California, Oregon and Washington are among the states moving forward with regulations and road maps for the construction and operation of building- and district-scale graywater capture and treatment systems for non-potable-water use, such as toilet flushing and irrigation.
Earlier this month, the first building in the U.S. permitted to treat rainwater for potable uses also became a Living Building—the highest level of ultra-green-building certification granted by the International Living Future Institute.
This article first appeared on ENR.com. Buoyed by the progress of its performance-based Living Building Challenge (LBC) green-building certification program, the International Living Future Institute (ILFI) is casting a net beyond the LBC. The Institute, through the recently-announced umbrella Living Future Challenge, says it is developing even more ways to rethink "the way humanity designs its systems, products, buildings and communities." Related links International Living Future Institute WELL Building Standard "It's the Living Future Institute, not the Living Building Institute, because it's not just about buildings," said Jason McLennan, ILFI's CEO. "The Living Future Challenge is a framework for
This story originally appeared on ENR.com. Architect Robert Hull, a co-founder of the Miller Hull Partnership LLC, died April 7 from complications related to a stroke suffered while he was on sabbatical in Port Elizabeth, South Africa. He was 69 years old. At his death, Hull was involved in several projects, including a private residence in the San Juan Islands in Washington state; a wastewater treatment plant in Vancouver, B.C.; and a mixed-use development in the mountains of China. He was also leading the design of both a girls' school and a health clinic in Herat, Afghanistan, where he had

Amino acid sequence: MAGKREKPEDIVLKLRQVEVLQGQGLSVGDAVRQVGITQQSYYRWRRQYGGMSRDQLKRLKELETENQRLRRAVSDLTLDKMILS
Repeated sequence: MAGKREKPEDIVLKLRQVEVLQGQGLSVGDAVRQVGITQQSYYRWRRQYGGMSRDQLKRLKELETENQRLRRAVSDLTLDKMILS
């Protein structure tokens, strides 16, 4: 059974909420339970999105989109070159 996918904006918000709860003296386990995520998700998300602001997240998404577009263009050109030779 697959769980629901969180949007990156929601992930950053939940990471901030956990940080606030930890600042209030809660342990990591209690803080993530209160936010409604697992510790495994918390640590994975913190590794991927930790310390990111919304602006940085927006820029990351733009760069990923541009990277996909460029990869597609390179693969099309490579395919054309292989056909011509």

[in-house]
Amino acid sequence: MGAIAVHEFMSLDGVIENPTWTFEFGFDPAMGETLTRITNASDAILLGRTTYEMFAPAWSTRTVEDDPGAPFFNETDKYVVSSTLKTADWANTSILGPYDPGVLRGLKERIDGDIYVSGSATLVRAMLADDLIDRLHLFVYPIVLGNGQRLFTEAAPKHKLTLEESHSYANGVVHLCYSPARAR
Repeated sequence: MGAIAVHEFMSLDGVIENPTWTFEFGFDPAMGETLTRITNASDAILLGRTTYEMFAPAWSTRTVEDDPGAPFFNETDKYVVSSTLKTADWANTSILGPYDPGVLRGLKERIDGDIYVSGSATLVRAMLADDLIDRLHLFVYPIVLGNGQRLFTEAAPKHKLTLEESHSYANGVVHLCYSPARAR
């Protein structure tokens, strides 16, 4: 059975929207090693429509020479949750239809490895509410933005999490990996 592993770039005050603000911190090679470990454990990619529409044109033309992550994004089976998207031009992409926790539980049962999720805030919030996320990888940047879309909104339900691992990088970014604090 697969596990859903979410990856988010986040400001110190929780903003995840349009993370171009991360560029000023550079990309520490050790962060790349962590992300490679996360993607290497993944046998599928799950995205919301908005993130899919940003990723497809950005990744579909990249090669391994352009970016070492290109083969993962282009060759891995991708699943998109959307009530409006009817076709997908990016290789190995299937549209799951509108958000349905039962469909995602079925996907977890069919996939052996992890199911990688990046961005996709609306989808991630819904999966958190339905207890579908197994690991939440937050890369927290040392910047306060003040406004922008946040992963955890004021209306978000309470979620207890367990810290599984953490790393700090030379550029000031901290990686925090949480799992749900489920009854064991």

This article first appeared on ENR.com. Cindy Regnier, manager of the world's first research laboratory for full-scale performance mock-ups of integrated green-building systems, is canvassing the globe to find partners and research sponsors for the facility, called FLEXLAB. Regnier is bent on doing her part to create a new paradigm for energy conservation in buildings. And she is using the lab as a springboard. She seems to be succeeding. The $15.7-million FLEXLAB, which stands for "Facility for Low-Energy Experiments in Buildings," is still under construction on the campus of the U.S. Energy Department's Lawrence Berkeley National Laboratory in Berkeley, California.